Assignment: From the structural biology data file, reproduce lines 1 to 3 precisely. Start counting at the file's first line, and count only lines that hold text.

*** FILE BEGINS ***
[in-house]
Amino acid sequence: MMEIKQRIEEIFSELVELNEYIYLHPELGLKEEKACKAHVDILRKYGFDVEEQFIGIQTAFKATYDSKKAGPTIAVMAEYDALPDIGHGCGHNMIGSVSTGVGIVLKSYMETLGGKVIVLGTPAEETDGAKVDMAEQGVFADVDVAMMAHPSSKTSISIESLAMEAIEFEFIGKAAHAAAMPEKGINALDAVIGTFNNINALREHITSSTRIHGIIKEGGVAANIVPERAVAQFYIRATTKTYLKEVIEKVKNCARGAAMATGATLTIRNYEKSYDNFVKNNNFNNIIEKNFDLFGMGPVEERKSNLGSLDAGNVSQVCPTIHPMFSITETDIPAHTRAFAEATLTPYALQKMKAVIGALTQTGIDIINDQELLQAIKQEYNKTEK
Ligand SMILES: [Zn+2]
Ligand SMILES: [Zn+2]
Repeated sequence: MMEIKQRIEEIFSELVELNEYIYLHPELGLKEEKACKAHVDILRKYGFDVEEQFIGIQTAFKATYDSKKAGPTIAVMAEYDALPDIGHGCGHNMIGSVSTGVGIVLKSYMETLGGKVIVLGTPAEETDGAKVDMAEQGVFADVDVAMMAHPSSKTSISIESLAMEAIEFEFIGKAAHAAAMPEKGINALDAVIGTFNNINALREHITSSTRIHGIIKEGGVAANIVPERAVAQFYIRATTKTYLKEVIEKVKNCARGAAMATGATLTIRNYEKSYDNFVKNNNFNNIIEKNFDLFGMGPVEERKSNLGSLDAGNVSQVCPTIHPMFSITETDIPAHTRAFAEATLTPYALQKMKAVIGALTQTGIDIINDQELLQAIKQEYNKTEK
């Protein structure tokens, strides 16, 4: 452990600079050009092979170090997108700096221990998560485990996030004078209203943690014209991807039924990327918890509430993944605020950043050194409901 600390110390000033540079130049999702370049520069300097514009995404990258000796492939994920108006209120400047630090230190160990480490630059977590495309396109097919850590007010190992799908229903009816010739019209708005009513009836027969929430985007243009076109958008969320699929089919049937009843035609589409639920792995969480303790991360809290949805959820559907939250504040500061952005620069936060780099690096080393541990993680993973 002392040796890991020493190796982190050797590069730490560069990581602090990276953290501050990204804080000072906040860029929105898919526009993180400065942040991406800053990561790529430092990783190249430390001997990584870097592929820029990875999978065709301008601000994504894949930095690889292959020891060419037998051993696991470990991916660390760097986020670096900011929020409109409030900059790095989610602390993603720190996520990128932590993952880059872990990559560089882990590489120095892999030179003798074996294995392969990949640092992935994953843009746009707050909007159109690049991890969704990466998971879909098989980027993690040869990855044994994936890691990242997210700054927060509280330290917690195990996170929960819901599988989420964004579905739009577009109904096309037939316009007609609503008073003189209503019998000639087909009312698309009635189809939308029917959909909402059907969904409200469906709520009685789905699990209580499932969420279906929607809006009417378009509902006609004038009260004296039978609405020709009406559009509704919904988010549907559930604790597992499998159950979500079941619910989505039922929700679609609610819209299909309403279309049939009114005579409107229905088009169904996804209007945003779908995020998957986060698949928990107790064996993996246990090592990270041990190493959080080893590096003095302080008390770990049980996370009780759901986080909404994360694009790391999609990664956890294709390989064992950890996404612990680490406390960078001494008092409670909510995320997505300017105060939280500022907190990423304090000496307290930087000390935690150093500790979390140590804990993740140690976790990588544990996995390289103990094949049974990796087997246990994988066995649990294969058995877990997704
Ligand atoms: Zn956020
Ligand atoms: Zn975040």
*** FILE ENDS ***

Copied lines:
[in-house]
Amino acid sequence: MMEIKQRIEEIFSELVELNEYIYLHPELGLKEEKACKAHVDILRKYGFDVEEQFIGIQTAFKATYDSKKAGPTIAVMAEYDALPDIGHGCGHNMIGSVSTGVGIVLKSYMETLGGKVIVLGTPAEETDGAKVDMAEQGVFADVDVAMMAHPSSKTSISIESLAMEAIEFEFIGKAAHAAAMPEKGINALDAVIGTFNNINALREHITSSTRIHGIIKEGGVAANIVPERAVAQFYIRATTKTYLKEVIEKVKNCARGAAMATGATLTIRNYEKSYDNFVKNNNFNNIIEKNFDLFGMGPVEERKSNLGSLDAGNVSQVCPTIHPMFSITETDIPAHTRAFAEATLTPYALQKMKAVIGALTQTGIDIINDQELLQAIKQEYNKTEK
Ligand SMILES: [Zn+2]